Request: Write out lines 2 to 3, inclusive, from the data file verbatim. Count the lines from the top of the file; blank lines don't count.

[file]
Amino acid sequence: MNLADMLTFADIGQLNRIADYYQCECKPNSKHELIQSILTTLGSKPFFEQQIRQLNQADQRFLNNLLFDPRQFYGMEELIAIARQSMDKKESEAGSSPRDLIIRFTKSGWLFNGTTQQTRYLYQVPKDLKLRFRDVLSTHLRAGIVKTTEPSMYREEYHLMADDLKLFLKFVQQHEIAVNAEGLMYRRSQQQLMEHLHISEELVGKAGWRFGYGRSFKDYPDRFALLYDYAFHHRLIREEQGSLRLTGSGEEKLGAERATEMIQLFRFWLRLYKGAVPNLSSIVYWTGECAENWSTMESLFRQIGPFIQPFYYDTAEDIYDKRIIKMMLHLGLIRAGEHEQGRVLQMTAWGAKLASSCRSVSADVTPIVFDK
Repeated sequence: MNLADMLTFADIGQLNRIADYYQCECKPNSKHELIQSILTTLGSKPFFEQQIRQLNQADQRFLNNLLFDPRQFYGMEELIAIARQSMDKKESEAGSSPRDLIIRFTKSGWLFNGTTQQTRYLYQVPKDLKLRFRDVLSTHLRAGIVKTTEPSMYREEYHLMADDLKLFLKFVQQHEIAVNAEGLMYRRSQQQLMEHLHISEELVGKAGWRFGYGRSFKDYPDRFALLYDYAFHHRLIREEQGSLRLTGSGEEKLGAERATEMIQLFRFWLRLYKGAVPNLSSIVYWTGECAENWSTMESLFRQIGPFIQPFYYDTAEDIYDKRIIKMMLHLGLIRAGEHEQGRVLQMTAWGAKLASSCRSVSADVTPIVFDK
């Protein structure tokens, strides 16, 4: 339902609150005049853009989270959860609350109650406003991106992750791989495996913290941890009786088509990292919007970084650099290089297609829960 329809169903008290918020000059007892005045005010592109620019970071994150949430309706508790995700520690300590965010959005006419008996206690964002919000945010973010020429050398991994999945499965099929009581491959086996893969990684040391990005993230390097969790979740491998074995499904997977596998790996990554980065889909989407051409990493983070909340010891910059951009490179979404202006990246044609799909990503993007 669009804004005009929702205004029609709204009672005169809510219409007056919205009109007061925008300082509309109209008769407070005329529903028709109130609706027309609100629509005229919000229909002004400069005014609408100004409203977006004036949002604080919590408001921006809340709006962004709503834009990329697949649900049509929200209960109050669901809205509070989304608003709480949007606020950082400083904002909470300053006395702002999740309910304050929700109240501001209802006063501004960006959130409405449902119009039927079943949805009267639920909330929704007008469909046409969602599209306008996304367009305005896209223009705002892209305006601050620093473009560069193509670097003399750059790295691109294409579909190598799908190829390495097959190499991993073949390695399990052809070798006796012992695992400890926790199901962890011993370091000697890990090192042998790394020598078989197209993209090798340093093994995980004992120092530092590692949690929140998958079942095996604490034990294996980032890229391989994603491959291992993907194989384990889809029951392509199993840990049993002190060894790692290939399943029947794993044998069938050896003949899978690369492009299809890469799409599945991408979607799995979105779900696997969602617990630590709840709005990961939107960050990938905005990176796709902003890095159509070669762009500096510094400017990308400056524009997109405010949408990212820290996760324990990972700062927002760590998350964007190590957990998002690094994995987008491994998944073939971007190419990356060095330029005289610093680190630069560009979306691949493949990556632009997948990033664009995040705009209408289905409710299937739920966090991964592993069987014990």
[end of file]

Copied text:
Repeated sequence: MNLADMLTFADIGQLNRIADYYQCECKPNSKHELIQSILTTLGSKPFFEQQIRQLNQADQRFLNNLLFDPRQFYGMEELIAIARQSMDKKESEAGSSPRDLIIRFTKSGWLFNGTTQQTRYLYQVPKDLKLRFRDVLSTHLRAGIVKTTEPSMYREEYHLMADDLKLFLKFVQQHEIAVNAEGLMYRRSQQQLMEHLHISEELVGKAGWRFGYGRSFKDYPDRFALLYDYAFHHRLIREEQGSLRLTGSGEEKLGAERATEMIQLFRFWLRLYKGAVPNLSSIVYWTGECAENWSTMESLFRQIGPFIQPFYYDTAEDIYDKRIIKMMLHLGLIRAGEHEQGRVLQMTAWGAKLASSCRSVSADVTPIVFDK
């Protein structure tokens, strides 16, 4: 339902609150005049853009989270959860609350109650406003991106992750791989495996913290941890009786088509990292919007970084650099290089297609829960 329809169903008290918020000059007892005045005010592109620019970071994150949430309706508790995700520690300590965010959005006419008996206690964002919000945010973010020429050398991994999945499965099929009581491959086996893969990684040391990005993230390097969790979740491998074995499904997977596998790996990554980065889909989407051409990493983070909340010891910059951009490179979404202006990246044609799909990503993007 669009804004005009929702205004029609709204009672005169809510219409007056919205009109007061925008300082509309109209008769407070005329529903028709109130609706027309609100629509005229919000229909002004400069005014609408100004409203977006004036949002604080919590408001921006809340709006962004709503834009990329697949649900049509929200209960109050669901809205509070989304608003709480949007606020950082400083904002909470300053006395702002999740309910304050929700109240501001209802006063501004960006959130409405449902119009039927079943949805009267639920909330929704007008469909046409969602599209306008996304367009305005896209223009705002892209305006601050620093473009560069193509670097003399750059790295691109294409579909190598799908190829390495097959190499991993073949390695399990052809070798006796012992695992400890926790199901962890011993370091000697890990090192042998790394020598078989197209993209090798340093093994995980004992120092530092590692949690929140998958079942095996604490034990294996980032890229391989994603491959291992993907194989384990889809029951392509199993840990049993002190060894790692290939399943029947794993044998069938050896003949899978690369492009299809890469799409599945991408979607799995979105779900696997969602617990630590709840709005990961939107960050990938905005990176796709902003890095159509070669762009500096510094400017990308400056524009997109405010949408990212820290996760324990990972700062927002760590998350964007190590957990998002690094994995987008491994998944073939971007190419990356060095330029005289610093680190630069560009979306691949493949990556632009997948990033664009995040705009209408289905409710299937739920966090991964592993069987014990």